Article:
In Menlo Park, pending City Council approval of the water-restricting resolution Tuesday, conservation enforcement will also be handled by police to track how often repeat water wasters are contacted.

"The Police Department has the ability to issue citations and document addresses ... so that's the best way for the city to handle any type of violation," explained Jesse Quirion, Menlo Park's interim Department of Public Works director.

Police will respond to calls of water-use violations if the city's code enforcement officer, a nonsworn employee of the Police Department who was designated to enforce the ordinance, is unavailable, said Randy Schwartz, Hillsborough's city manager.

Another Peninsula city, Daly City, passed a similar water-restricting ordinance Aug. 11, but staff with the Water and Wastewater Resources Department will issue potential fines instead of police, said Patrick Sweetland, the department's director.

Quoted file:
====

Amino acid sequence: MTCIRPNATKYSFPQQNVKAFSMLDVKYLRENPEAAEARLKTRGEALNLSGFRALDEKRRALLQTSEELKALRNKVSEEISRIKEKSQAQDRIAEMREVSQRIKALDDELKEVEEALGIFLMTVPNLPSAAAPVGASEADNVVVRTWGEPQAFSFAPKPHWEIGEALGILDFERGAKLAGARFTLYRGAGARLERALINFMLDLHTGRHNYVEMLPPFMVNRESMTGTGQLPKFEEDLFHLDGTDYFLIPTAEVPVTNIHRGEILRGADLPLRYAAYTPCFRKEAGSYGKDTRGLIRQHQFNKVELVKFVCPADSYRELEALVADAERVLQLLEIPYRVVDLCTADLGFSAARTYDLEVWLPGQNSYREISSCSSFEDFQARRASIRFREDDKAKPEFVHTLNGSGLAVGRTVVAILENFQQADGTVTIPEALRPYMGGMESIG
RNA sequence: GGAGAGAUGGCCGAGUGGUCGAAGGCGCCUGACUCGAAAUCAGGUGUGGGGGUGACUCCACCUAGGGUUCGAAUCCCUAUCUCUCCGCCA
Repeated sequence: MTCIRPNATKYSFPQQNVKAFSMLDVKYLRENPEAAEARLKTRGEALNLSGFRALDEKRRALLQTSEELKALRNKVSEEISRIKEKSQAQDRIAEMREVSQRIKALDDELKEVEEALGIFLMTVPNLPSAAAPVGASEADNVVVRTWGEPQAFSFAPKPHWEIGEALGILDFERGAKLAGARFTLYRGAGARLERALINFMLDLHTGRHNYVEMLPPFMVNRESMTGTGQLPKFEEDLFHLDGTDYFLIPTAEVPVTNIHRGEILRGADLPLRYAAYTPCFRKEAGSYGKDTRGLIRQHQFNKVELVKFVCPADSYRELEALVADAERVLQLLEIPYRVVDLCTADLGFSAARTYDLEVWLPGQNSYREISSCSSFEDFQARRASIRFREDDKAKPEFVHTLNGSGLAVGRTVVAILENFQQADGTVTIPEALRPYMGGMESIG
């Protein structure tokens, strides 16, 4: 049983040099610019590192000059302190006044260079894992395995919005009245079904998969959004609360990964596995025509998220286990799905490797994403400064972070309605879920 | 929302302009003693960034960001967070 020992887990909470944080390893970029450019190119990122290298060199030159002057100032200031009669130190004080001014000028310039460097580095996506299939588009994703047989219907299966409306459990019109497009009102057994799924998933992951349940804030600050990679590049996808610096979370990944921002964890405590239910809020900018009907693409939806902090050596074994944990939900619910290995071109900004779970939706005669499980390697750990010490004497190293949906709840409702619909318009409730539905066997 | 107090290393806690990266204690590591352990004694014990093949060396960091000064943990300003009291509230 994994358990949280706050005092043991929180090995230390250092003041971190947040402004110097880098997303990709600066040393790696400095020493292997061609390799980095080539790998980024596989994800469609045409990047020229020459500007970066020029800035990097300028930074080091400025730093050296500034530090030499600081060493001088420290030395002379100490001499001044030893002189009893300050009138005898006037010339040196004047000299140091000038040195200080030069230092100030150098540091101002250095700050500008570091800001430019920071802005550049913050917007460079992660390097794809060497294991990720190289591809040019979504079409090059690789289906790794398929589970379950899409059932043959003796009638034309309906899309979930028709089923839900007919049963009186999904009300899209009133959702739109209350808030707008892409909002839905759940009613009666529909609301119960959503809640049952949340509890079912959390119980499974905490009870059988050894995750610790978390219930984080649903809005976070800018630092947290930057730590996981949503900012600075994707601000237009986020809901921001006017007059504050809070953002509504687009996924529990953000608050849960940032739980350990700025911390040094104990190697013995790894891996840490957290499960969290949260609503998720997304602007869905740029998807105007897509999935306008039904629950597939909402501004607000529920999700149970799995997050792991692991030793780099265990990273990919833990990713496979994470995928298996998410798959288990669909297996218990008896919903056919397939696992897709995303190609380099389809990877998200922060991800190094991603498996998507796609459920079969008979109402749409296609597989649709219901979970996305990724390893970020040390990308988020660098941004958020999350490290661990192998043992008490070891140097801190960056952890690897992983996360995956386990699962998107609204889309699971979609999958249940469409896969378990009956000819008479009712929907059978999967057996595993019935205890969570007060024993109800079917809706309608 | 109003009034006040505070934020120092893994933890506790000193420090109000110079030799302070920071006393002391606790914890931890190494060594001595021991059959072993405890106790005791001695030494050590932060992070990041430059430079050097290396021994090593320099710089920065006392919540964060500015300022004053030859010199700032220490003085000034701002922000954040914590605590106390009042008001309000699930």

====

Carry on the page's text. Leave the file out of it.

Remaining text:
Other cities -- including San Mateo, Burlingame and San Bruno -- are urging residents to reduce water use, but there are no immediate plans to fine repeat wasters.

In San Francisco, the SFPUC on Aug. 12 approved a 10 percent mandatory outdoor-irrigation reduction -- its first required water-conservation measure since 1988 -- that will be enforced on some 1,600 dedicated irrigation customer accounts, about half of which are municipal agencies.

The other half is a "wide assortment" of customers, essentially "anyone who has a meter for dedicated irrigation," SFPUC spokesman Tyrone Jue said.

Most residences will likely be exempt from the outdoor-irrigation reduction since they typically have just one water meter, Jue said, and it's impossible to determine how much water is being used outside versus inside.

"We're not really enforcing this on our normal customers," Jue said.


At the end of the fiscal year next June, the SFPUC said it will review usage data from 2013 to determine which customers used more than 90 percent of their allotted water in 2014 and will likely bill those customers at two times their water rate for that amount.

The SFPUC is scheduled to finalize charges for excess use at its Tuesday meeting.